Thus, for the purpose of the instant motion to dismiss, we are obliged to assume that Goldstein committed perjury in this court as alleged. The motion to dismiss, however, raises a more difficult question, and that is whether Goldstein's perjury was such "as to obstruct the administration of justice."

The petition sets forth a number of means employed by Goldstein in a carefully designed plan to protect Skidmore and to avoid the consequences to himself of the steps taken to effectuate said plan. While the means thus alleged to have been employed might and perhaps would be relevant to a trial on the charge of perjury for the purpose of showing motive, we are unable to discern how they have any bearing upon the question as to whether his perjury was such as "to obstruct the administration of justice." The only direct allegation in the petition as to the manner in which justice was obstructed in this court is:

The perjury committed by the said William Goldstein through the affidavits filed by him in this court as aforesaid (Exhibits 8 and 9 hereto), was merely one of the means resorted to by him in pursuance of said general plan to obstruct the due administration of justice and had the effect of so doing in that due to his failure to tell the truth as to the ownership of said Albany Park Bank Building and as to the facts within his knowledge bearing upon the question of ownership thereof, this court in the first instance affirmed the judgment of the lower court denying the defendants' motion for new trial and thereupon, as hereinabove shown, the proceedings were greatly delayed by the actions required to be taken when the facts disclosed by the income tax returns aforesaid were ascertained. Your petitioner avers that by reason of the promises, the said actions of William Goldstein in giving the false testimony contained in Exhibits 8 and 9 hereto and in failing to disclose the real facts within his knowledge in respect of the ownership of said deposit of $7,500.00 and of the Albany Park Bank Building for the purpose and with the effect aforesaid constituted a criminal contempt of this court within the meaning of Section 268 of the Judicial Code, 28 U.S.C.A. Sec. 385.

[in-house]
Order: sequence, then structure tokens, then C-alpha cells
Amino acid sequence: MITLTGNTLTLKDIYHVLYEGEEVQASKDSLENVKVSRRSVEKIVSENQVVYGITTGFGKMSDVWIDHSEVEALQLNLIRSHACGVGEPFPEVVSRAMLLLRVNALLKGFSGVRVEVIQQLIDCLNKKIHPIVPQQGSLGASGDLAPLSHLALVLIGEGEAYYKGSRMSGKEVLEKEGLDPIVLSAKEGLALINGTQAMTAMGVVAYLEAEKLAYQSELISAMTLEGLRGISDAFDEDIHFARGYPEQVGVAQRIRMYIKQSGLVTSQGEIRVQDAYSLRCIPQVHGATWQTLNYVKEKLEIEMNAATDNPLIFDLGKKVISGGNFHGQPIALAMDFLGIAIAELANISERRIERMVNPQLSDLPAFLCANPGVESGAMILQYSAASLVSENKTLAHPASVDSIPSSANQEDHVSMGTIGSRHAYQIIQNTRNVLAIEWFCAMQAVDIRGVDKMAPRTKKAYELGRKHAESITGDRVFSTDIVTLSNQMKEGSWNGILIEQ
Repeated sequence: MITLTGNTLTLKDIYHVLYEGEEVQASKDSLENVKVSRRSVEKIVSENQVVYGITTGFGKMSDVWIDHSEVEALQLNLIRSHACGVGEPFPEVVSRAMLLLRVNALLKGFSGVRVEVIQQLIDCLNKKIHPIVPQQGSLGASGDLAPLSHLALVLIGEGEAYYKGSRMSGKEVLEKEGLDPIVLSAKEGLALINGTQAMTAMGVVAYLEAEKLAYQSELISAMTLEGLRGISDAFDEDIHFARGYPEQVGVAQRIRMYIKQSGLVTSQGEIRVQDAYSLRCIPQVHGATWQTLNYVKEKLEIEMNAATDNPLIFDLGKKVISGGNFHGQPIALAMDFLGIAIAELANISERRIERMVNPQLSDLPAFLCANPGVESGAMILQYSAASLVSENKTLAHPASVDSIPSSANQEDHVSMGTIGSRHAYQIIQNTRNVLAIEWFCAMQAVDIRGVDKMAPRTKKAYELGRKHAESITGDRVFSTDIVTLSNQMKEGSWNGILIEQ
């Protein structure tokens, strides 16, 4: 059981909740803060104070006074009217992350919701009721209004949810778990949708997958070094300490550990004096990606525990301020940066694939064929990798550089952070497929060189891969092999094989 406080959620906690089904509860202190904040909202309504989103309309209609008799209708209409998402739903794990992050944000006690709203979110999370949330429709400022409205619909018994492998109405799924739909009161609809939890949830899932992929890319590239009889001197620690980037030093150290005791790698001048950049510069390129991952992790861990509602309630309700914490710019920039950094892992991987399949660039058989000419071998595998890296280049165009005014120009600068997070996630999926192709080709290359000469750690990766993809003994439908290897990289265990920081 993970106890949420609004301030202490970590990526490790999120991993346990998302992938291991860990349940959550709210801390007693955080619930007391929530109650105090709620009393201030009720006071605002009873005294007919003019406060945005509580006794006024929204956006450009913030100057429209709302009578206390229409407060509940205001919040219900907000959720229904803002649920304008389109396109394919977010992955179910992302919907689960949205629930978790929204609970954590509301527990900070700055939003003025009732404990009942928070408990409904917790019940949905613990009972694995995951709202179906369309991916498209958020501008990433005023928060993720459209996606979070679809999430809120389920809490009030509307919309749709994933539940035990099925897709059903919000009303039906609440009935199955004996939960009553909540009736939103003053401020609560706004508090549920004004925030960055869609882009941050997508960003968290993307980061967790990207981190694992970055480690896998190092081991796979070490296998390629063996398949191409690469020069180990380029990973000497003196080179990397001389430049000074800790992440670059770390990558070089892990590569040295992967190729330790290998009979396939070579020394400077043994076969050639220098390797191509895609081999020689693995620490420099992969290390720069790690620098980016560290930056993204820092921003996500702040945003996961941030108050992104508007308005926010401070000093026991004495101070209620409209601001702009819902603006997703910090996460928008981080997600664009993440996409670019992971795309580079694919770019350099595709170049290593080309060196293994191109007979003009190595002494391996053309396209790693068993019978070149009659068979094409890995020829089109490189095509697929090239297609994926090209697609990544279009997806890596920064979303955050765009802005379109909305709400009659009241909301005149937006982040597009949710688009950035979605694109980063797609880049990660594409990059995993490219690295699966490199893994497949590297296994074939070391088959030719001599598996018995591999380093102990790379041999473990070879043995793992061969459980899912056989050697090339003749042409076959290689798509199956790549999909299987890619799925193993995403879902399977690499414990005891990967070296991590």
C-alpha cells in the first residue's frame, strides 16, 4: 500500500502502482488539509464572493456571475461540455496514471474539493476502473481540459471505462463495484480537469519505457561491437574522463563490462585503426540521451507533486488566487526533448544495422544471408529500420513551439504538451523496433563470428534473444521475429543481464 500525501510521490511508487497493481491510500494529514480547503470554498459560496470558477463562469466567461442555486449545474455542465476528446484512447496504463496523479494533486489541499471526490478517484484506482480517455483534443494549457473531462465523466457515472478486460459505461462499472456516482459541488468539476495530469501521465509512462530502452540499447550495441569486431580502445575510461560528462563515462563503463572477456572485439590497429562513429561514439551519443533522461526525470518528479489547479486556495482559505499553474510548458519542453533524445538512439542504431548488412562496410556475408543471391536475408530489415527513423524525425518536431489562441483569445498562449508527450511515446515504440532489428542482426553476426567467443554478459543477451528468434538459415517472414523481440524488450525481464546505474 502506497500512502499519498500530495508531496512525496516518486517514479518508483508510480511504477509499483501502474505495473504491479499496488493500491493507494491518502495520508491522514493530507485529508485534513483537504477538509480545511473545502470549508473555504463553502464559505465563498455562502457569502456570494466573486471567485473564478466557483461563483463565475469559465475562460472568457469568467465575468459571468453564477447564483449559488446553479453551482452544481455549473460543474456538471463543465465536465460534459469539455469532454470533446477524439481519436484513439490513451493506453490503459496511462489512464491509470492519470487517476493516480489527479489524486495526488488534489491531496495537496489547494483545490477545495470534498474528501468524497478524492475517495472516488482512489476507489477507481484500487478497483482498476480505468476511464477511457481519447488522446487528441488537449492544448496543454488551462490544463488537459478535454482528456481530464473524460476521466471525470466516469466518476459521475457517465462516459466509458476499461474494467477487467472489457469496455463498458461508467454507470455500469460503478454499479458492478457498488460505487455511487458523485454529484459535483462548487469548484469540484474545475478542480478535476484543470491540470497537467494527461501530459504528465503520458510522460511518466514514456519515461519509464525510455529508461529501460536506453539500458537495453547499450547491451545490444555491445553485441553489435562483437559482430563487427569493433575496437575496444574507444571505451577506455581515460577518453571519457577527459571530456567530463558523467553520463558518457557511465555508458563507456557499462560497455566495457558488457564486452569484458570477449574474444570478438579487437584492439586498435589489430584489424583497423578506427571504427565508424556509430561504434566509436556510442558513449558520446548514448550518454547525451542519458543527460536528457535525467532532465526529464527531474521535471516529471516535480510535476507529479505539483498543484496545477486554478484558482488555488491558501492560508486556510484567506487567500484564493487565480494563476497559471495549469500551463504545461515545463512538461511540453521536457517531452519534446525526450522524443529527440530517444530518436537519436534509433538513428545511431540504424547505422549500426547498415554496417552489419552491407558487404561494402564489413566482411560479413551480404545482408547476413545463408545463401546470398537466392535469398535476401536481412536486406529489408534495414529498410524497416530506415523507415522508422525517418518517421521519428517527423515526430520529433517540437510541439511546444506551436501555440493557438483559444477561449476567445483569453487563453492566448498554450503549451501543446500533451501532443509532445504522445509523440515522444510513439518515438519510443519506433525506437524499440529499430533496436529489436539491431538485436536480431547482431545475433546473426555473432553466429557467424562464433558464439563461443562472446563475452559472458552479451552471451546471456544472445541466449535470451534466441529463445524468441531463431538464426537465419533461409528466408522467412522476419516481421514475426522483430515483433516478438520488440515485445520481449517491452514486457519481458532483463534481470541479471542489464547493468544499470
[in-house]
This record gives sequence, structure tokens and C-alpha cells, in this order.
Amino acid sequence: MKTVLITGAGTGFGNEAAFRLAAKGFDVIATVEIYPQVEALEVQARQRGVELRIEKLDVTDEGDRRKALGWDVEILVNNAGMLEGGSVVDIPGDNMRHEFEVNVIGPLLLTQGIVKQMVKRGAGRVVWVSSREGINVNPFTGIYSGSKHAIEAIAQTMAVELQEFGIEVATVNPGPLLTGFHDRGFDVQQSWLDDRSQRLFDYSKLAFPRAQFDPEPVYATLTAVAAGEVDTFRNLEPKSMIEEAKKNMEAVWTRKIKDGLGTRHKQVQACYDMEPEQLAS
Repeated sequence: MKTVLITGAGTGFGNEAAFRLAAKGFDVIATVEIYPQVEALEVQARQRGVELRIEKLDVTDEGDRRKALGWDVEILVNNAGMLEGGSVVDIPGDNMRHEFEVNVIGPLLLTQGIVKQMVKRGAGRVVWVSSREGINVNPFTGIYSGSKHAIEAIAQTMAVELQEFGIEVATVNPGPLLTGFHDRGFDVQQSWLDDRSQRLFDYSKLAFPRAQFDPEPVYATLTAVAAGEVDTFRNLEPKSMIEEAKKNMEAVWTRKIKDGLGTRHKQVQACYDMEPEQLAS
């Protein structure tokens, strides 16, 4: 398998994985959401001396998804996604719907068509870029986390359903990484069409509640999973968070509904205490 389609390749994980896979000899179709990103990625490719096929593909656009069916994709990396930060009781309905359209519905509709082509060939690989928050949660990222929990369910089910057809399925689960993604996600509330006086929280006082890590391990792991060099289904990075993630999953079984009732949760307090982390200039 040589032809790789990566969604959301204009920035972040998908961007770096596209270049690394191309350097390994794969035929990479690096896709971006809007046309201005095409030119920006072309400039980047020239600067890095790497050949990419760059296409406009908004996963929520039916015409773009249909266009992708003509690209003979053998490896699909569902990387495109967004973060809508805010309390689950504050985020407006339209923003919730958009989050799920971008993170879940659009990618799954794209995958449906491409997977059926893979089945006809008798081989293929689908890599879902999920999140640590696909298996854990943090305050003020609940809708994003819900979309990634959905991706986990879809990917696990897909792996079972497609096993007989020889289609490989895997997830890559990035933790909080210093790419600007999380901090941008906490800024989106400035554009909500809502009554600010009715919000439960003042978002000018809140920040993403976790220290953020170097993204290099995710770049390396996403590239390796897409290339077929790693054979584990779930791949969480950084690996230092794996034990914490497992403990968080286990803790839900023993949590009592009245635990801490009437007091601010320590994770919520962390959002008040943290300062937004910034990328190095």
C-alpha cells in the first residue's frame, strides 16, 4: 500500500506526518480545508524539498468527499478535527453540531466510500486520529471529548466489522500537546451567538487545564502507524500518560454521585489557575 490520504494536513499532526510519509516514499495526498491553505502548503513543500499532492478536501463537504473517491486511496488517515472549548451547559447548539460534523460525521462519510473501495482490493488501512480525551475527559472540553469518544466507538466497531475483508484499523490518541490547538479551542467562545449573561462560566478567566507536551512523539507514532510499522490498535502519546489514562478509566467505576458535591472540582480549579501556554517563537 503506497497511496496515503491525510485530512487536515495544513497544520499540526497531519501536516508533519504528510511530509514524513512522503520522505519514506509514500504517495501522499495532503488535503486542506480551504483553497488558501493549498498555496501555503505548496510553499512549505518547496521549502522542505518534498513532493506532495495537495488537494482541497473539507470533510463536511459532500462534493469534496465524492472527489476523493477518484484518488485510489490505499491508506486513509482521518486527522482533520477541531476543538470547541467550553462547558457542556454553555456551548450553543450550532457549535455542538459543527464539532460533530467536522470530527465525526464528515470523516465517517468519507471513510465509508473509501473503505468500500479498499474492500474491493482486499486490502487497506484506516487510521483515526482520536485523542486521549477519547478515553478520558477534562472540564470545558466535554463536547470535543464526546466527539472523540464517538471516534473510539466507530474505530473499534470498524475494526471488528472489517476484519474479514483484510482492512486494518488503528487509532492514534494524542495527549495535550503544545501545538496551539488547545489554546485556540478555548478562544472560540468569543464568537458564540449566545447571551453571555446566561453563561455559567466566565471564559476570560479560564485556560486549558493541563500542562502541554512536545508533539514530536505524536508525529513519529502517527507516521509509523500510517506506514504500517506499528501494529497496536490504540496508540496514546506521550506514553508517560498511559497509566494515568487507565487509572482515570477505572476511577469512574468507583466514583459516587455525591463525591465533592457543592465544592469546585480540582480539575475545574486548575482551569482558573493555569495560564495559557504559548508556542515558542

The question as to whether the allegations of the petition are sufficient to show an obstruction of justice divides itself into two categories, legal and factual. As to the legal phase of the situation, the law appears to have been definitely established by four recent decisions of the Supreme Court. In Re Michael, 326 U.S. 224; Nye v. United States, 313 U.S. 33; Clark v. United States, 289 U.S. 1, and Ex Parte Hudgings, 249 U.S. 378. We have read and reread these cases, and notwithstanding counsel's valiant effort to distinguish them, we are of the view that they point unerringly to the conclusion as a matter of law that Goldstein's perjury did not amount to an obstruction to the administration of justice in this court. In the Clark case, supra, the court stated (page 11):